The advantage of owning the paint offensively is the reason it is so important defensively to protect the paint. The team currently on defense can keep the opposing team from getting into the paint and taking shots, lowering the opposing team’s field goal percentage.

Strategies Used in the Paint

The paint has many plays and strategies developed with it in mind, as it is such a vital part of basketball. Some techniques used to try to take advantage of the key to get high percentage shots are posting up, stretching the floor, pick and roll, and penetrating the lane.

This area can create great action for players, but can also become quite physical as everyone is seeking control and defense over the paint. The paint, depending on the referee, gets a little less restriction on low-level pushing and shoving, making it an area of the court that is usually taken over by power forwards and centers (usually the tallest and biggest players) on the team. Think of players such as Shaquille O’Neal, Nikola Jokic, Lebron James, Larry Bird. Both rebounding and shot-blocking happen in the paint, primary roles for power fowards and centers, another reason it is overwhelmingly dominated by them. These two aspects are a part of controlling the paint, making it a critical part of a team’s success in the game.

This is the most defensive area in the game due to the high field goal percentage. Protecting the paint from offensive players is important when playing on defense. Strategies used to secure the paint include weak-side help, zone defenses, and more.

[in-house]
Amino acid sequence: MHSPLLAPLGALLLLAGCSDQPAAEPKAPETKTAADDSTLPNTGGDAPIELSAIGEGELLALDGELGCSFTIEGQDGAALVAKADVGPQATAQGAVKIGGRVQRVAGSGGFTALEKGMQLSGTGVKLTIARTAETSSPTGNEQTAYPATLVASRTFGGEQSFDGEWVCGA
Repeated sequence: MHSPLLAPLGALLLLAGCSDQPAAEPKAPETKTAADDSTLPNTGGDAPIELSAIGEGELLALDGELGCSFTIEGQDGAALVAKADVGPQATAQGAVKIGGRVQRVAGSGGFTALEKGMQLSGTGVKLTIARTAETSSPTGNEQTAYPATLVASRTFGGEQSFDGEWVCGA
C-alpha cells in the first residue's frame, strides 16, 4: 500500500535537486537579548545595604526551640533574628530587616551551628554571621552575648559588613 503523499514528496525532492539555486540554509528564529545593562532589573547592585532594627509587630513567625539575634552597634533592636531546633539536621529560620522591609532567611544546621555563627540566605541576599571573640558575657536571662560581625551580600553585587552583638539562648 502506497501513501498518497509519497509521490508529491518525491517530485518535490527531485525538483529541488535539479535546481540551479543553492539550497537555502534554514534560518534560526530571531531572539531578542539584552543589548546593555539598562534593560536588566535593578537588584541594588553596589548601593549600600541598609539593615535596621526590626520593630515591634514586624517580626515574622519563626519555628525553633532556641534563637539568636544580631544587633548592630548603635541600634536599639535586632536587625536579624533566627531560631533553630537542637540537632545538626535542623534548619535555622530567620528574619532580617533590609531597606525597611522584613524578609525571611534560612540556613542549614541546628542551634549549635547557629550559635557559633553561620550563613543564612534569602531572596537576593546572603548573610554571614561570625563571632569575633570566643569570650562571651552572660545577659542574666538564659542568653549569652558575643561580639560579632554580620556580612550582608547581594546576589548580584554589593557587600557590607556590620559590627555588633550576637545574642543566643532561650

For analytic purposes, a team can be measured by points in the paint. The point of this measurement is to give an accurate idea of where the majority of a team’s points are coming from and how physical that team is. If a team is getting the majority of their points in the paint, this often means their big players (power forwards and centers) are dominant forces controlling the areas near the basket, not solely relying on the 3-point shots. Knowing a team’s points in the paint number prior to playing them will help build strategy and plays against them.

Restrictions of the Paint

The evolution of basketball, primarily the increase of height, size, and athleticism of the players, resulted in restrictions in the paint. Before restrictions were made, centers and forwards could easily wait under the basket for long periods of time and have a guard pass them the ball or simply wait for rebounds. Due to this, the 3-second rule was coined. The 3-second rule simply means an offensive player can not stay in their free-throw lane area for more than 3 seconds when their team is in possession of the ball in the frontcourt. If the 3-second rule is violated it results in a turnover. The defensive 3-second rule has come to light recently by the NBA. This rule is also referred to as illegal defense and states that a defensive player can’t be in the free-throw lane if they are not actively guarding an opponent for more than 3 seconds. If this rule is violated it results in a technical foul. The offensive team gets a free throw shot and retains possession of the ball.

Players that Dominate the Paint

Reading about the paint and having a general understanding of it is one thing, but it’s important to see it being dominated in action to get the full scope. Most recently, Giannis Antetokounmpo and Zion Williamson are players who have dominated points in the paint.

Zion Williamson Is Having A Dominant Sophomore NBA Season

Zion currently holds the most paint points per game with a score of 19.5 in the 2020-21 season. He holds the most points since Shaq.

Giannis Antetokounmpo 31 pts 13 rebs 6 asts vs Heat 2021 PO G2

Giannis holds an average of 17.5 points in the paint, which made him for two consecutive seasons the player with the most paint points per game in 2018-19 and 2019-20.

Final Words

The paint is primary court real estate that every team wants control of both offensively and defensively. Sitting underneath the basket, it is the easiest area to get points and is dominated by centers and power forwards. Having knowledge of a team’s play structure in the paint will allow you as a player, coach, or fan to understand their style and physical play.